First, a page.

Abraham's life is characterized throughout by great simplicity of motive. He is a man called of God, and true to the heavenly vision a 'pilgrim of the invisible,' as Robertson of Brighton called him, laying by. his faith and high surrender of himself the foundation of a kingdom from which the prophet and the psalmist and the apostle and our Lord Himself were to come. You get a glimpse into the inner soul of Abraham in this chapter. When it comes to a quarrel between his servants and Lot's, and the younger man is scheming how he can promote his own interests by striking a good bargain, Abraham betrays on the whole subject a lofty indifference. He is so sure about God that he feels it matters very little whether he goes to the right hand or to the left. He does not need to stoop to any mean or grasping course to get what God has promised him. And although in this difference with Lot, as the older man and the leader of the enterprise, he might have claimed the first choice, he instead surrenders it.

I. In God's Company. I find then that acting as he did Abraham got the best of both worlds. For one thing when he left Lot he went in God's company. As always when a man does right, even at a sacrifice, he saw the heavens opened and heard God speaking. And then in making this lofty unselfish choice, Abraham discovered that he had not lost his inheritance, but rather come to the gate of it. Abraham sought heavenly riches and lo! the wealth of the world lay at his feet.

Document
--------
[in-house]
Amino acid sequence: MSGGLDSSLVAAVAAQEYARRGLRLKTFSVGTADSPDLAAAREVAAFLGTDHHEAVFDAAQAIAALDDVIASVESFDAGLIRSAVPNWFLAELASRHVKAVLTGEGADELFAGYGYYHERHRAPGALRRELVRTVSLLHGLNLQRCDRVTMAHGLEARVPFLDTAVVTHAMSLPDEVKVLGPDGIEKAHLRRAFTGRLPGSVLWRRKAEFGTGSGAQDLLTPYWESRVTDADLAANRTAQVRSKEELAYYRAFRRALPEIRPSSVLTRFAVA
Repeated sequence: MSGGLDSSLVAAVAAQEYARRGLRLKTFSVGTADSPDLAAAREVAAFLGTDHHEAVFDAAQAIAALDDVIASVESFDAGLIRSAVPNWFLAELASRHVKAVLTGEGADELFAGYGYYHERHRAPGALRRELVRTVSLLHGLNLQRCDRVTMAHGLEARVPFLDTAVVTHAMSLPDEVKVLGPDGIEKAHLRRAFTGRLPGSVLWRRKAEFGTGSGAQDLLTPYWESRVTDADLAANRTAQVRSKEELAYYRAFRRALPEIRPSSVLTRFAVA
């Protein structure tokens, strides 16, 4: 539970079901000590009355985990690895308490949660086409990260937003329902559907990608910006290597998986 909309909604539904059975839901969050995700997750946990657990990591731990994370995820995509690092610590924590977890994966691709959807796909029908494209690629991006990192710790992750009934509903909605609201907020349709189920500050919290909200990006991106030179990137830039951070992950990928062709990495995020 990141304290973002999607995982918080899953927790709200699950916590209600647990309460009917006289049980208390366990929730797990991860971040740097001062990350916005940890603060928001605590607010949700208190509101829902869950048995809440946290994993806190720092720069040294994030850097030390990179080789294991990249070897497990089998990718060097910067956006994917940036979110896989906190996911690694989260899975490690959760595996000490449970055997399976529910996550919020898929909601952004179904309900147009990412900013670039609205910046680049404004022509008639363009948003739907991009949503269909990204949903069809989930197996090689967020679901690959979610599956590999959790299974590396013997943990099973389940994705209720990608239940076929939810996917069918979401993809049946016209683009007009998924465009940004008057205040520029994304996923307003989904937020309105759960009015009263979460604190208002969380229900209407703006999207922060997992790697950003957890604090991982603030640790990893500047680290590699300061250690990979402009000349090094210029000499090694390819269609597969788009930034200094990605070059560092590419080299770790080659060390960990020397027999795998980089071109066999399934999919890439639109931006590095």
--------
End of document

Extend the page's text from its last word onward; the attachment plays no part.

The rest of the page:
II. The Divided Heart. Lot is the type of a man, who tried in a very mistaken use of the phrase, to make the best of both worlds, and in the end got the good out of neither. You see him at every point trying to serve two masters, fearing God and yet pitching his tent towards Sodom. If you were to sum Lot up you might say he was an unsuccessful religious man, and an unsuccessful worldling, neither satisfied on the one side of his being nor the other. Lot's was a dissatisfied life; let me try to make the statement good. For on the one side his religion was spoiled by his worldliness. When you see him in Sodom he is sitting in the gate to dispense hospitality, perhaps to administer justice. He vexes his righteous soul at the depravity that goes on about him. He is looked upon by the lawless Sodomites as in some ways a moral censor; for you remember they say, 'This one fellow came in to sojourn, and he will needs be a judge'. But you feel at once that Lot differs from Abraham in that he did not make religious principle the guiding star of his life. Right feeling, for instance, should have prompted him to refuse Abraham's generous offer of the first choice. But he did not refuse to take an unfair advantage of his kinsman. Then he pitched his tent towards Sodom, risking for worldly gear the defilement of his family.

III. A Life of Double Failure. Then on the other side Lot's worldliness was spoiled by his religion. Another man might have let go the reins, and surrendered himself with wholehearted zest to the sordid and vicious life of Sodom. But Lot could not do that. And why? Because following him like a spectre was the memory of the days that were gone, the uplifting communion with Abraham and with God. And so he remained in Sodom, not entering into its life, uneasy and disturbed, vexing his righteous soul from day to day but without the moral courage to leave the city, till he was thrust out by the mercy of heaven 'saved yet so as by fire'.

J. McColl, Christian World Pulpit, vol. lxxiv. p. 170.

References. XIII. 12. W. J. Dawson, The Comrade of Christ, p. 243. XIII. 12-13. R. C. Trench, Sermons New and Old, p. 258. XIII. 18-20. J. Vaughan, Fifty Sermons (2nd Series), p. 22. C. Stanford, Symbols of Christ, p. 3. XIII. P. W. Robertson, Notes on Genesis, p. 39. XIV. 13. A. Maclaren, Expositions of Holy Scripture Genesis, p. 93. XIV. 15, 16. J. Budgen, Parochial Sermons, vol. ii. p. 285. XIV. 17-24. Spurgeon, Sermon, vol. xliii. No. 2523; ibid., vol. xlix. No. 2814.

Bibliographical Information
Nicoll, William Robertson, M.A., L.L.D. "Commentary on Genesis 13". Expositor's Dictionary of Text. 1910.